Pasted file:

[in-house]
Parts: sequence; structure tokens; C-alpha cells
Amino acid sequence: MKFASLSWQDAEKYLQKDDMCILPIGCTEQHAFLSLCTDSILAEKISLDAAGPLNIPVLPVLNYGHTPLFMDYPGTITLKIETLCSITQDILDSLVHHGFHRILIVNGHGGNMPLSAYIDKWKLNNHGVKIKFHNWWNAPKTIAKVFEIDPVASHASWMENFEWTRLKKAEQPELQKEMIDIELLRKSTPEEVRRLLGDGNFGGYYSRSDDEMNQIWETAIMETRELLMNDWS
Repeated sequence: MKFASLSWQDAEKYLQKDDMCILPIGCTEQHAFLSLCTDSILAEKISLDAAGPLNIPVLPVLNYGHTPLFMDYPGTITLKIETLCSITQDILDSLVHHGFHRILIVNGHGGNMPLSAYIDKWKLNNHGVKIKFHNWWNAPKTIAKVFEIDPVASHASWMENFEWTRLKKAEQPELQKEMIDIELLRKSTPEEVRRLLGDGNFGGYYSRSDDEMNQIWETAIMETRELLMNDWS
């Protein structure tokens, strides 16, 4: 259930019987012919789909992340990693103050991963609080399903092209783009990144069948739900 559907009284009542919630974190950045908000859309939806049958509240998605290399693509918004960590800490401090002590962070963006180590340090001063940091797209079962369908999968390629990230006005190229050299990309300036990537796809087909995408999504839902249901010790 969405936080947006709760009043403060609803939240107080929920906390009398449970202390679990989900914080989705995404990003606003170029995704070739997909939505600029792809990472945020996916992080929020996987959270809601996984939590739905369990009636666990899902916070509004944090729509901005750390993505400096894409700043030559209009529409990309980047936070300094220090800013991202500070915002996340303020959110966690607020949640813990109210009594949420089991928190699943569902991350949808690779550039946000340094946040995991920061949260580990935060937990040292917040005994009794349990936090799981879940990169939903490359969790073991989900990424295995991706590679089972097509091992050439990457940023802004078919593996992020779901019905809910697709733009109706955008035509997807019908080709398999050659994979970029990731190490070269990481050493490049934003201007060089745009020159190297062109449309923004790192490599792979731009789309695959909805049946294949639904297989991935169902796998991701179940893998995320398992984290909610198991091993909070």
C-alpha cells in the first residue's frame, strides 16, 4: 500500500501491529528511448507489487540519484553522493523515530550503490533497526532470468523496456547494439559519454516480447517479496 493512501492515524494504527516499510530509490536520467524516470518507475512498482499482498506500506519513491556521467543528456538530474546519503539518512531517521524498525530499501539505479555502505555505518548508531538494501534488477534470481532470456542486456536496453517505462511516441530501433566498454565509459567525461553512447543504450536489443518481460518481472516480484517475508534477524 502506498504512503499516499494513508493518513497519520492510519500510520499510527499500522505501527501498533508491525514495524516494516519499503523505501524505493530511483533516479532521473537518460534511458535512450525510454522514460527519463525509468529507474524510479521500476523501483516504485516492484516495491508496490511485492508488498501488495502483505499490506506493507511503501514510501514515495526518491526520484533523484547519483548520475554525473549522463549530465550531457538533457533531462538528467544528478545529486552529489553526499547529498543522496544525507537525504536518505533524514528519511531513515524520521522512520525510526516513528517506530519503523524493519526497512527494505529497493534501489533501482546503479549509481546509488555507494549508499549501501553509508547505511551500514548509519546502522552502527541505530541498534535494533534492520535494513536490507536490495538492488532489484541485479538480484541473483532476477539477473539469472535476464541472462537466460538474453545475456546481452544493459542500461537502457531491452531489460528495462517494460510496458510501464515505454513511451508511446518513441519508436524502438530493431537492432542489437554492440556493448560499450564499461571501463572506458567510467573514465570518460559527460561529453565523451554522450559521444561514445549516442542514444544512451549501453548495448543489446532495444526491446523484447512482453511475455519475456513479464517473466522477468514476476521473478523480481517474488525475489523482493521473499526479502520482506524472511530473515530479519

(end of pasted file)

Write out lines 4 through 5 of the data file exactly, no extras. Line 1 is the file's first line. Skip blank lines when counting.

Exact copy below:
Repeated sequence: MKFASLSWQDAEKYLQKDDMCILPIGCTEQHAFLSLCTDSILAEKISLDAAGPLNIPVLPVLNYGHTPLFMDYPGTITLKIETLCSITQDILDSLVHHGFHRILIVNGHGGNMPLSAYIDKWKLNNHGVKIKFHNWWNAPKTIAKVFEIDPVASHASWMENFEWTRLKKAEQPELQKEMIDIELLRKSTPEEVRRLLGDGNFGGYYSRSDDEMNQIWETAIMETRELLMNDWS
């Protein structure tokens, strides 16, 4: 259930019987012919789909992340990693103050991963609080399903092209783009990144069948739900 559907009284009542919630974190950045908000859309939806049958509240998605290399693509918004960590800490401090002590962070963006180590340090001063940091797209079962369908999968390629990230006005190229050299990309300036990537796809087909995408999504839902249901010790 969405936080947006709760009043403060609803939240107080929920906390009398449970202390679990989900914080989705995404990003606003170029995704070739997909939505600029792809990472945020996916992080929020996987959270809601996984939590739905369990009636666990899902916070509004944090729509901005750390993505400096894409700043030559209009529409990309980047936070300094220090800013991202500070915002996340303020959110966690607020949640813990109210009594949420089991928190699943569902991350949808690779550039946000340094946040995991920061949260580990935060937990040292917040005994009794349990936090799981879940990169939903490359969790073991989900990424295995991706590679089972097509091992050439990457940023802004078919593996992020779901019905809910697709733009109706955008035509997807019908080709398999050659994979970029990731190490070269990481050493490049934003201007060089745009020159190297062109449309923004790192490599792979731009789309695959909805049946294949639904297989991935169902796998991701179940893998995320398992984290909610198991091993909070």